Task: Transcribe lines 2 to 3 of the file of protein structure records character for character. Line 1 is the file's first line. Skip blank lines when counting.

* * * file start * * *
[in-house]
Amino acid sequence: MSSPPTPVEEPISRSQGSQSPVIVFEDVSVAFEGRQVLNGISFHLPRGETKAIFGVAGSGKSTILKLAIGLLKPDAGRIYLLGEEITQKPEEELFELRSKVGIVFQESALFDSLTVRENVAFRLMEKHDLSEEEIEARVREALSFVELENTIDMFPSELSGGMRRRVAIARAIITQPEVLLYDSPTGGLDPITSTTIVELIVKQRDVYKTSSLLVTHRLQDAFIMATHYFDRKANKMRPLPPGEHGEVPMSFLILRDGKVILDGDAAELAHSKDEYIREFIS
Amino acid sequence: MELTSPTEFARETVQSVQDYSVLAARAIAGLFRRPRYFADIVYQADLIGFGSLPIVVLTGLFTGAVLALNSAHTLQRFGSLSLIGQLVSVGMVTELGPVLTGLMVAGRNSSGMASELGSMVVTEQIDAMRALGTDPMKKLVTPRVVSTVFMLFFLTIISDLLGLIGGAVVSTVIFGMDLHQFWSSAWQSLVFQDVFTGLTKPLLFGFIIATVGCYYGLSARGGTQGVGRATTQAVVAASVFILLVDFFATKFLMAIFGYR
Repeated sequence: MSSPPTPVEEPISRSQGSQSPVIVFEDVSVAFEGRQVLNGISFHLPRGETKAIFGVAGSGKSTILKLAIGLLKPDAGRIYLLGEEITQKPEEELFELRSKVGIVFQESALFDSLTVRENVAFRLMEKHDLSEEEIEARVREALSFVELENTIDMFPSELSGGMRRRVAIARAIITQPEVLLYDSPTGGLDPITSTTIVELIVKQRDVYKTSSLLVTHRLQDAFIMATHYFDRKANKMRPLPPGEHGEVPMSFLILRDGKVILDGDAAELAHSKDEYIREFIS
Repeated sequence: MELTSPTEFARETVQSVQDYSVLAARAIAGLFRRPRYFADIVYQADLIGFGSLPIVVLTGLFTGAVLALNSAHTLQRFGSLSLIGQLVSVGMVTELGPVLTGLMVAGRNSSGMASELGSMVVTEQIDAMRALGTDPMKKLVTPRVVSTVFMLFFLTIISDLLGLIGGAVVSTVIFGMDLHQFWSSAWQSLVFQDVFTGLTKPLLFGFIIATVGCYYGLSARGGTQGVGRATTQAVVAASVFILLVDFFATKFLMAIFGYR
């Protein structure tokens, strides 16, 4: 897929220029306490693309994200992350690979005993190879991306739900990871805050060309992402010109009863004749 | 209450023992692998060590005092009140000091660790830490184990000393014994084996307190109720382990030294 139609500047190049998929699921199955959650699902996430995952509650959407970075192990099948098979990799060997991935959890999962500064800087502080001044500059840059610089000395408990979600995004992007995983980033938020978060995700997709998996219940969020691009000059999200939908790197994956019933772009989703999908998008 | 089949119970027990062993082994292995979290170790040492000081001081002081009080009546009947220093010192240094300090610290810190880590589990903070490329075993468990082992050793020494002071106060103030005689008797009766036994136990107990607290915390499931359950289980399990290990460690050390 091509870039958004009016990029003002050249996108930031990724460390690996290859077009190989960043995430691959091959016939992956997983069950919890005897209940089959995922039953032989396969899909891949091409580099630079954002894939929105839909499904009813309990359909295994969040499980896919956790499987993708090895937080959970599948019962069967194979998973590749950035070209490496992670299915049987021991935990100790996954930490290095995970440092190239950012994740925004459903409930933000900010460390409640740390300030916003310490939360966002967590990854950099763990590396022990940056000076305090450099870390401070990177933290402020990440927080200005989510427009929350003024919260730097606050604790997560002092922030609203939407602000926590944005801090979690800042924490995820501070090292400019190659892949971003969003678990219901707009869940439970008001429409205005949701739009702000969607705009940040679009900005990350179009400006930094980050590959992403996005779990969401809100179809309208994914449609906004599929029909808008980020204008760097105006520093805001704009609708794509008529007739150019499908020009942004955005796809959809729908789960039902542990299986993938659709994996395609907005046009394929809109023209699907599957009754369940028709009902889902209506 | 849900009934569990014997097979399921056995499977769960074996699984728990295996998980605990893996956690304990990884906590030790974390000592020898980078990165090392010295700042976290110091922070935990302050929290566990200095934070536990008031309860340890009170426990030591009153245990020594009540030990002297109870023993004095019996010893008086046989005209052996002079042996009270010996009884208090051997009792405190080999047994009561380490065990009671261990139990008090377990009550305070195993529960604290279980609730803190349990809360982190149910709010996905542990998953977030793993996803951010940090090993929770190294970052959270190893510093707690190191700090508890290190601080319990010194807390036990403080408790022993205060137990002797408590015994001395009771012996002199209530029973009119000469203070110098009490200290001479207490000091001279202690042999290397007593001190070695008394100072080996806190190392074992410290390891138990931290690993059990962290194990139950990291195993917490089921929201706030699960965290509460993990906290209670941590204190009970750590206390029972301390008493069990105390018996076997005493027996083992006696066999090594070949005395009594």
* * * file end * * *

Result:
Amino acid sequence: MSSPPTPVEEPISRSQGSQSPVIVFEDVSVAFEGRQVLNGISFHLPRGETKAIFGVAGSGKSTILKLAIGLLKPDAGRIYLLGEEITQKPEEELFELRSKVGIVFQESALFDSLTVRENVAFRLMEKHDLSEEEIEARVREALSFVELENTIDMFPSELSGGMRRRVAIARAIITQPEVLLYDSPTGGLDPITSTTIVELIVKQRDVYKTSSLLVTHRLQDAFIMATHYFDRKANKMRPLPPGEHGEVPMSFLILRDGKVILDGDAAELAHSKDEYIREFIS
Amino acid sequence: MELTSPTEFARETVQSVQDYSVLAARAIAGLFRRPRYFADIVYQADLIGFGSLPIVVLTGLFTGAVLALNSAHTLQRFGSLSLIGQLVSVGMVTELGPVLTGLMVAGRNSSGMASELGSMVVTEQIDAMRALGTDPMKKLVTPRVVSTVFMLFFLTIISDLLGLIGGAVVSTVIFGMDLHQFWSSAWQSLVFQDVFTGLTKPLLFGFIIATVGCYYGLSARGGTQGVGRATTQAVVAASVFILLVDFFATKFLMAIFGYR